Welcome to Alexandra Park
in North London

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Friends Tweets

Our normal activities include:

  • Opening the Park Visitor Centre, where you can find leaflets, chat to volunteers and find activities for children. 

Park Visitor Centre in The Grove re-opens

The Park Visitor Centre in The Grove will be open on Sundays and on the first Saturday of the month from 2pm to 4pm. Please wear a face covering while inside the building. Come and ask about our walks, talks and volunteering opportunities.

London Metropolitan Brass in The Grove

Sunday 5th September from 2pm to 3:45pm

The London Metropolitan Brass Community Band will playing for all in The Grove by the Cafe. It will be great to hear a band back in The Grove after a year's absence. 

Expect old favourites and a few surprising numbers. Come and sit on the grass or bring your own fold-up chairs.

The senior band will play for an hour straight later on this month on Sunday, 26th September from 2:30pm to 3:30pm.

Bat Walk

Monday 6th September

We need some dry weather for our autumn bat walk, but all being well.... 

Using bat detectors, we will "listen" to our bats flying around the Boating Lake after sundown. 

Time will be given after booking via AllyparkN10@gmail.com

Conservation Work Party

Thursday 9th September from 10am to 12:30pm

In the Butterfly Meadow again. On our last session, a delicate, but vibrantly coloured waxcap was spotted.

If you don't know the location, please meet at 10am at the finger post at the junction of the Lower Path and path down to the North View Entrance. We will be removing brambles and tree saplings from this area which is haven for butterflies and other wildlife.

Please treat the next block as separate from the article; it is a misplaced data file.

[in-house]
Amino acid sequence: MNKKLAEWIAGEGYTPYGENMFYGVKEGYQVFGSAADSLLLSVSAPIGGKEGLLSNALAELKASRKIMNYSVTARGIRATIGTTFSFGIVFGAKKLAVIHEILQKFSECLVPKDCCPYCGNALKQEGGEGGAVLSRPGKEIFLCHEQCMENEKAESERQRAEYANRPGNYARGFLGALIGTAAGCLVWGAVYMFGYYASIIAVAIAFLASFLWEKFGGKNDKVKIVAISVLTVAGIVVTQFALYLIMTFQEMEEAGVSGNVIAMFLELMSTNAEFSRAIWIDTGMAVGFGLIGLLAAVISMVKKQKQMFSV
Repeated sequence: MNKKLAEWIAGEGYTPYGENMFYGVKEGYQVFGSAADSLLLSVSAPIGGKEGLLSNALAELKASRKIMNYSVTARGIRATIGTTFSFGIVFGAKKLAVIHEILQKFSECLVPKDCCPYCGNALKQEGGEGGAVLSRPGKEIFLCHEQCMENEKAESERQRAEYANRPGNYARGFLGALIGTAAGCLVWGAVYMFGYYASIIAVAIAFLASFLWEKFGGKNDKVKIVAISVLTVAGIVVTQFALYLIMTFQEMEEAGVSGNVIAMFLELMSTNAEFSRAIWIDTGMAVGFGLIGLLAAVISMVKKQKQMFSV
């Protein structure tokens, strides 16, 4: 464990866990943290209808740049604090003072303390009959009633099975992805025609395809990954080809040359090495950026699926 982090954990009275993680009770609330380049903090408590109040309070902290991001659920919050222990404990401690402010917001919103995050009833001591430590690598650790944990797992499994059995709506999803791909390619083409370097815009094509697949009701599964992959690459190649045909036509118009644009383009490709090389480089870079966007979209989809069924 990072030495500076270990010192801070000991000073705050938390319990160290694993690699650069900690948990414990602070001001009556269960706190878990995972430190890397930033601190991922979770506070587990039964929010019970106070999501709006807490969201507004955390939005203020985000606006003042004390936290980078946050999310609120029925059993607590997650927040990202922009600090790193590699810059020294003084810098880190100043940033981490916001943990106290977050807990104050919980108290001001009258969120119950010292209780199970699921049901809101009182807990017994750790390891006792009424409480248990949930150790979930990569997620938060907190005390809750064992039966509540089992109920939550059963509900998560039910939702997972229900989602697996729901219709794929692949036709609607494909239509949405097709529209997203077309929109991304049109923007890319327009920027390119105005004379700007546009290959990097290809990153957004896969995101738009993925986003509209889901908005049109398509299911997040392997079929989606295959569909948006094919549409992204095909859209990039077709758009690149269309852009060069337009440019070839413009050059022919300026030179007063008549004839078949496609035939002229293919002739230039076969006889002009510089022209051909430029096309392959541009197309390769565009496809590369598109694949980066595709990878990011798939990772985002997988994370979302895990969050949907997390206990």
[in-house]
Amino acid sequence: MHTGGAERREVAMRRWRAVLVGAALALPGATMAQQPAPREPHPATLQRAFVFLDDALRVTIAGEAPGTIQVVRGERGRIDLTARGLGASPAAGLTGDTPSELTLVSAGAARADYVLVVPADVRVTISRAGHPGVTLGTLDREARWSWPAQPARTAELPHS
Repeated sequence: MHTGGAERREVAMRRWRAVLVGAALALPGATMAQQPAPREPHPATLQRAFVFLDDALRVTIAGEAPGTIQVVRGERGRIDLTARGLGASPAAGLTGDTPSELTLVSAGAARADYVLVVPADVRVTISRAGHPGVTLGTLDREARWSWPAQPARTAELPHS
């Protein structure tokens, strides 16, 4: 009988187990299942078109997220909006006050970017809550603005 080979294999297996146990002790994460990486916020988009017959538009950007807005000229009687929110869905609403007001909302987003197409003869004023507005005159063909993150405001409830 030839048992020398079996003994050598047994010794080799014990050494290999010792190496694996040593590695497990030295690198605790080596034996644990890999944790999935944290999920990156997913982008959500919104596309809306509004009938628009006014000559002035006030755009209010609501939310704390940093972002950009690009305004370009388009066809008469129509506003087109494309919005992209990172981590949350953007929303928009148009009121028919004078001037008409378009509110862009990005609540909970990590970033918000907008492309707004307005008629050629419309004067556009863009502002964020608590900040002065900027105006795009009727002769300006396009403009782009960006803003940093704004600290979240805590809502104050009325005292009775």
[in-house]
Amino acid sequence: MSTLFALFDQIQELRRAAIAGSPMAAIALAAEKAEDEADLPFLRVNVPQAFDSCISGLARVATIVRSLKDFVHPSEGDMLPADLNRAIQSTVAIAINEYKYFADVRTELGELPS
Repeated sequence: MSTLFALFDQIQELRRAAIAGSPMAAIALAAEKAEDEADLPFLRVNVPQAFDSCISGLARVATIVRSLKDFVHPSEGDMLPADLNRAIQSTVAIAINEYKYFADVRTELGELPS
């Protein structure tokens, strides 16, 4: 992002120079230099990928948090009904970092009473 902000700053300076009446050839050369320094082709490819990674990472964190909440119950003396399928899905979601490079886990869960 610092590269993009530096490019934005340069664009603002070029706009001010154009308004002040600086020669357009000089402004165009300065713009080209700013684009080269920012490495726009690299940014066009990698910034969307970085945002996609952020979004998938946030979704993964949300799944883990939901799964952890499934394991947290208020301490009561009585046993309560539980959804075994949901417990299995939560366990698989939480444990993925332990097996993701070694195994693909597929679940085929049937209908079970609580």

Further date in September... Tuesday, 21st.

Art in the Park Group

Thursday 23rd September from 10:30am to Noon

Our new monthly Art in the Park group continues with local artist Katy Fattuhi on Thursday, 23rd September. Hopefully the weather will be kinder to us for our second meeting!

The sessions are free, but you do need to book a place:
When you have booked we will let you know where we are meeting and can inform you of any last minute changes due to the weather.
Bring your own materials - you may want to draw or paint, or you may like to do some photography or sewing - whatever you fancy! Please bring what you think you will need. (Some basic materials can be provided - please enquire about this when booking if required).
Bring something to sit on - a fold up chair or a mat. If you would like to book a place or find out more please email allyparkn10@gmail.com